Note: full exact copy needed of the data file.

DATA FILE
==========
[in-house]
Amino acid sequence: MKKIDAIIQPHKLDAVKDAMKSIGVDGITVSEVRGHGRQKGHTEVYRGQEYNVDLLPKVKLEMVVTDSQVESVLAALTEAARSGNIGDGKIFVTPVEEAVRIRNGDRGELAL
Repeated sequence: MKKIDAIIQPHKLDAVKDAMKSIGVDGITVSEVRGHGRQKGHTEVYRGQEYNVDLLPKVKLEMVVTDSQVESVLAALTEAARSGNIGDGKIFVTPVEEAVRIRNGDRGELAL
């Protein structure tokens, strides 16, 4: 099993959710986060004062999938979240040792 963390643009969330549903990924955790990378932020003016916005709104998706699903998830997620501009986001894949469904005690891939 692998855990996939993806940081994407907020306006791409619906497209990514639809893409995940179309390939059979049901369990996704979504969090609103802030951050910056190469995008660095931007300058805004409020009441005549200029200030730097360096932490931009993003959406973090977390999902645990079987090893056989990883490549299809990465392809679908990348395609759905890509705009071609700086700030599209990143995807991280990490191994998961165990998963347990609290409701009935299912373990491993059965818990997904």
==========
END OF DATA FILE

[in-house]
Amino acid sequence: MKKIDAIIQPHKLDAVKDAMKSIGVDGITVSEVRGHGRQKGHTEVYRGQEYNVDLLPKVKLEMVVTDSQVESVLAALTEAARSGNIGDGKIFVTPVEEAVRIRNGDRGELAL
Repeated sequence: MKKIDAIIQPHKLDAVKDAMKSIGVDGITVSEVRGHGRQKGHTEVYRGQEYNVDLLPKVKLEMVVTDSQVESVLAALTEAARSGNIGDGKIFVTPVEEAVRIRNGDRGELAL
């Protein structure tokens, strides 16, 4: 099993959710986060004062999938979240040792 963390643009969330549903990924955790990378932020003016916005709104998706699903998830997620501009986001894949469904005690891939 692998855990996939993806940081994407907020306006791409619906497209990514639809893409995940179309390939059979049901369990996704979504969090609103802030951050910056190469995008660095931007300058805004409020009441005549200029200030730097360096932490931009993003959406973090977390999902645990079987090893056989990883490549299809990465392809679908990348395609759905890509705009071609700086700030599209990143995807991280990490191994998961165990998963347990609290409701009935299912373990491993059965818990997904």